Efforts in two states to help protect consumers from being gouged at the fuel pump have died.
The National Conference of State Legislatures reports nearly 30 states have some type of price gouging ban with still others pursuing their own rules. The laws in many of those states are triggered by emergency declarations.
In Missouri, a bill was intended to prevent price gouging during state or federal emergencies. The protections would have applied to necessities, including food, fuel, water and transportation.
Sponsored by Rep. Mark Bruns, R-Jefferson City, the bill would have prohibited sellers from increasing prices more than 10 percent above their costs immediately before emergency declarations. Offenders would have been liable for three times the amount “unfairly received for each transaction.”
The bill – HB241 – remained in a House committee at the close of the session, effectively killing it for the year.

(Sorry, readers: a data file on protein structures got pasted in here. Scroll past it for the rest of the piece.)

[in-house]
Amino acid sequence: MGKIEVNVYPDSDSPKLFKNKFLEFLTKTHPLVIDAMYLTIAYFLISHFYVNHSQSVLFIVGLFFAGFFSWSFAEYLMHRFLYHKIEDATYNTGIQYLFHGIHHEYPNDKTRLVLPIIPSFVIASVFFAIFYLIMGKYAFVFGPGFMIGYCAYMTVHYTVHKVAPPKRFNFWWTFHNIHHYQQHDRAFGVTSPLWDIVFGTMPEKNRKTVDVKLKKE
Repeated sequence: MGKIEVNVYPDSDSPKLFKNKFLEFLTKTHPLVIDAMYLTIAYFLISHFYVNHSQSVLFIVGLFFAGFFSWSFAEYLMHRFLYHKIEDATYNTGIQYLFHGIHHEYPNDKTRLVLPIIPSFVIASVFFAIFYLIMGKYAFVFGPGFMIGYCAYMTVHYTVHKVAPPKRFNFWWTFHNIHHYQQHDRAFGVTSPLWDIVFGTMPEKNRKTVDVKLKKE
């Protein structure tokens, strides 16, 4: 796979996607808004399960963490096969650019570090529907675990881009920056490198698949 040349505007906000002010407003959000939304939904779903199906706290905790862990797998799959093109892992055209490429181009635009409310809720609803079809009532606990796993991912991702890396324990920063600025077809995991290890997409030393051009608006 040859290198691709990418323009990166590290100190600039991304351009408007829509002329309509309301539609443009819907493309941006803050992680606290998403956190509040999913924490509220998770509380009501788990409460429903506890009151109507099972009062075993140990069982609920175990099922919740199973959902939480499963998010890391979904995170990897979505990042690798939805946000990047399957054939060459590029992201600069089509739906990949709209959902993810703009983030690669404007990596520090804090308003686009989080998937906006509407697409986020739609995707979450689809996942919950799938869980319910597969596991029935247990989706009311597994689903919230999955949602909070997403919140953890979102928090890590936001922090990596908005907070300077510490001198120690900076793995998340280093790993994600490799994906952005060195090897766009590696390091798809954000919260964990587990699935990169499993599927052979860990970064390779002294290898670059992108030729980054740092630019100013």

In the Lone Star State, a similar effort has died in the House that would have created a new violation of the state’s existing price gouging protection law.
State law now sets no threshold or definition of what constitutes price gouging. Sponsored by Rep. David Leibowitz, D-San Antonio, the bill defined what is an unconscionable price for goods and services – including food, fuel and medicine – to prevent excessive pricing after disasters.
It would have been illegal to price essential goods or services 20 percent more than their cost immediately before a disaster. Price increases implemented by merchants and wholesalers that are attributed to a special event or a traditionally higher period of demand would have been exempt from the proposed rule change.
The bill – HB70 – failed to meet a deadline to advance.